With these actions occurring in the first days of the war, it is of little surprise that it has defined the conflict thus far. As a reporter for Vice Magazine stated while embedded with a Nuer militia earlier this year, “the smoking ruins of Malakal prove that boredom and vengeance have replaced strategic purpose. Though the [rebel] wounded elsewhere need a doctor, one group is setting a clinic on fire.”^**
This statement is especially troubling to anyone seeking an end to the fighting. Peace talks, after all, are negotiations that deal with political compromise of some sort in order to establish a long term peace. Political factors certainly exist in the conflict, such as neighboring Uganda admitting to aiding South Sudan government forces with Ugandan troops***. However at its core, the conflict is widely considered to be an ethnic one. Which poses a dilemma; can a race war really be political?
Still, peace talks are happening. On June 10th, both sides announced a cease fire and plans for a new government to be formed within two months. However this deal follows previous cease fire agreements being broken*^. The difference now is that in the event of another breakdown, a regional trade bloc known as IGAD had threatened to start “sanctions and [other] punitive actions.”*^^ The Intergovernmental Authority on Development (IGAD), is the partnership of Kenya, Djiboti, Somalia, Sudan, Ethiopia, and Uganda formed in 1986^^^.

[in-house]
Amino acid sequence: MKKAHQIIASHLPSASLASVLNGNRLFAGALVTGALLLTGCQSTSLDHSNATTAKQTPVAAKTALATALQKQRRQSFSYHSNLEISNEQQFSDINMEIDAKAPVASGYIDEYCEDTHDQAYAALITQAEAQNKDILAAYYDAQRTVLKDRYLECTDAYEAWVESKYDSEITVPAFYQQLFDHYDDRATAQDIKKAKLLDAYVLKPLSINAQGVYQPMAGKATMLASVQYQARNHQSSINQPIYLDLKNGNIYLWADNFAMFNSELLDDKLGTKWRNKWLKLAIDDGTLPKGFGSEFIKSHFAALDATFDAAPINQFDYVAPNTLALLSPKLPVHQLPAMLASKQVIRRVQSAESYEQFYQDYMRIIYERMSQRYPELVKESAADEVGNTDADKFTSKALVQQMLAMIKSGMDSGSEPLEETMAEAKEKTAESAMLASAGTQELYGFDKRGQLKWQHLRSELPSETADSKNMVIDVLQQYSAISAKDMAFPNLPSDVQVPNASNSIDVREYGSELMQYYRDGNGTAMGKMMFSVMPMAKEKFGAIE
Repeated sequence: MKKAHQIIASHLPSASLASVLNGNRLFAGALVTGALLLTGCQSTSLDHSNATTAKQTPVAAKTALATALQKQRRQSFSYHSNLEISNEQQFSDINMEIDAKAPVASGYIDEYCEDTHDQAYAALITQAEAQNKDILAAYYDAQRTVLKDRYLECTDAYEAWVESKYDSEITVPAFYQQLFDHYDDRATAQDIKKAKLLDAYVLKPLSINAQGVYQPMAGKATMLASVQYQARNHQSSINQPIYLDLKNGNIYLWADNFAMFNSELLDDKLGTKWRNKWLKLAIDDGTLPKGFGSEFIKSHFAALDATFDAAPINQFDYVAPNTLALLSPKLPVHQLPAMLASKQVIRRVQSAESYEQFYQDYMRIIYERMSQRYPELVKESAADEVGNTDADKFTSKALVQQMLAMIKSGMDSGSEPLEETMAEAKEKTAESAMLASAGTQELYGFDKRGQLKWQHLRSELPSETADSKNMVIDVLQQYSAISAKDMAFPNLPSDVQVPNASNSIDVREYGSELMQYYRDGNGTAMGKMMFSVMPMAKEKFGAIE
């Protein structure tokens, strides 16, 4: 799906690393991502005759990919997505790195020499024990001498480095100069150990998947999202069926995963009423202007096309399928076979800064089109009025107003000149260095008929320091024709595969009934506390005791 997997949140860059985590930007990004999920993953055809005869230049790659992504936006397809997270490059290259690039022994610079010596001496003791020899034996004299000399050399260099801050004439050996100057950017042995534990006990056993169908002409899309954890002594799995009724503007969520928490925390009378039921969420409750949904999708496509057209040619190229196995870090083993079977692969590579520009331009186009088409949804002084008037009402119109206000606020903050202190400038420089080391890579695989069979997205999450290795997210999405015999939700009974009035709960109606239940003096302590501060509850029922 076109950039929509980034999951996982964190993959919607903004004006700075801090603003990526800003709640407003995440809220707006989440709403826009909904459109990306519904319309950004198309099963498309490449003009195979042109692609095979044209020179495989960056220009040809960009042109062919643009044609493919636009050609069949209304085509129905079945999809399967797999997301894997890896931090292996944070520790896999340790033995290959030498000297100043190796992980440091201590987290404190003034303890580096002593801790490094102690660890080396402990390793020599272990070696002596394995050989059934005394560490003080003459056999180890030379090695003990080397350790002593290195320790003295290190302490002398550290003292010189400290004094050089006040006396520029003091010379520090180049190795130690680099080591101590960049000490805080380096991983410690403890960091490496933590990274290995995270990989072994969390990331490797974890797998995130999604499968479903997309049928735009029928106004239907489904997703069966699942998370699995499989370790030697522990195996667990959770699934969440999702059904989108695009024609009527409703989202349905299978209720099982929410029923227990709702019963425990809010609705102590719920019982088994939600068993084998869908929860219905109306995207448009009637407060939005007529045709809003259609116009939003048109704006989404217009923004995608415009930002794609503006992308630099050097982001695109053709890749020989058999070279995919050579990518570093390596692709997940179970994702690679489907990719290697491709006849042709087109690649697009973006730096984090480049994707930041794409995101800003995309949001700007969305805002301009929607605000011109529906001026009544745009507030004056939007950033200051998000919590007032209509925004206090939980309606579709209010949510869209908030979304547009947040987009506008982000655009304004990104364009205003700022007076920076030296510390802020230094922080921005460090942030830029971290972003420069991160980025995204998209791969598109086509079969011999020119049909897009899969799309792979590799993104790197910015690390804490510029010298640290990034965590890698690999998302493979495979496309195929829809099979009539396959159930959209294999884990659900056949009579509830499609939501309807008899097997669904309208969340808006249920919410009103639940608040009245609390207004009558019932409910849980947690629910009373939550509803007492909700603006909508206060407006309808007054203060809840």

While we know that IGAD-member Uganda aids the fighting, Sudan is strongly believed to also have been pouring gas on the fire^^*. War journalists Robert Young Pelton and Tim Freccia, when interviewing Riek Machar earlier this year, reported that new weapons and ammo were being air dropped to rebels with their serial numbers scratched off. Their conclusion is that Sudan is behind the arms shipments. This is based on, but not limited to, Machar’s old partnership with Khartoum^*^. This week’s talks have stalled*^* and given the double dealing of some neighboring government’s, not to mention the irreconcilable violence that has occurred, it is difficult to believe any meaningful treaty will be ratified soon. Only time will tell what happens to South Sudan.